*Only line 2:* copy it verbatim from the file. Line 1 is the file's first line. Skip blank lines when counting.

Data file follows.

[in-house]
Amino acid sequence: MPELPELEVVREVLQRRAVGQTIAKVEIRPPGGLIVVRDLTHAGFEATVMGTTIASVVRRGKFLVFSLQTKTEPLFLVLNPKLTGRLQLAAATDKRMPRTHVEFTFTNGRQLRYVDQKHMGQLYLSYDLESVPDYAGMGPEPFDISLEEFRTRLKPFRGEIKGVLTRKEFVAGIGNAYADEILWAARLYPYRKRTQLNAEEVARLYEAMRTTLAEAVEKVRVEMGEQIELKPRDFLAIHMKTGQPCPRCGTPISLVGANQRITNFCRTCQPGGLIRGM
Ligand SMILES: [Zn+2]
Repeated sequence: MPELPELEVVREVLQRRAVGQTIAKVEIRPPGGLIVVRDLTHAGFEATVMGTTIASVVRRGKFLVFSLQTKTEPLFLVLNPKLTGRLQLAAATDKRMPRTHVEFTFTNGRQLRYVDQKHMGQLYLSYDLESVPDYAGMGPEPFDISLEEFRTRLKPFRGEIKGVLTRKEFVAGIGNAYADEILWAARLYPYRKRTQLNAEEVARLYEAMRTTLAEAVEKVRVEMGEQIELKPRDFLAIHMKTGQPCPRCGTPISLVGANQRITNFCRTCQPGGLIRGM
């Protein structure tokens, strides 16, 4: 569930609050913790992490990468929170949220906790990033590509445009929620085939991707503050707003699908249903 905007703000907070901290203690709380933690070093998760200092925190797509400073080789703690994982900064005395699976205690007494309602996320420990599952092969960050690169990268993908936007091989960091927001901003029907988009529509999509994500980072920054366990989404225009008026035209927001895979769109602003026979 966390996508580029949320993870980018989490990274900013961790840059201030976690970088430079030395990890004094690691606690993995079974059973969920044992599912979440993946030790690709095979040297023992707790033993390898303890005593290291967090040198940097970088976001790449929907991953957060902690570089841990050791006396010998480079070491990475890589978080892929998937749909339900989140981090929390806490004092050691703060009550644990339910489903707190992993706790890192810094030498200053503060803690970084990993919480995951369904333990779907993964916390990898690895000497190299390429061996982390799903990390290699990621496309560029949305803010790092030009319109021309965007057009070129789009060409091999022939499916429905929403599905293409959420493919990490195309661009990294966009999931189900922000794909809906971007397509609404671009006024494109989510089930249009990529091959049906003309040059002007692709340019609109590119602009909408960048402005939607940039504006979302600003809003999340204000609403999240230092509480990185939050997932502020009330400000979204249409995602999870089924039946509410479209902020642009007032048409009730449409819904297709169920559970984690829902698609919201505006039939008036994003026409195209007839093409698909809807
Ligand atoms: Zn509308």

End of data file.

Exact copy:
Amino acid sequence: MPELPELEVVREVLQRRAVGQTIAKVEIRPPGGLIVVRDLTHAGFEATVMGTTIASVVRRGKFLVFSLQTKTEPLFLVLNPKLTGRLQLAAATDKRMPRTHVEFTFTNGRQLRYVDQKHMGQLYLSYDLESVPDYAGMGPEPFDISLEEFRTRLKPFRGEIKGVLTRKEFVAGIGNAYADEILWAARLYPYRKRTQLNAEEVARLYEAMRTTLAEAVEKVRVEMGEQIELKPRDFLAIHMKTGQPCPRCGTPISLVGANQRITNFCRTCQPGGLIRGM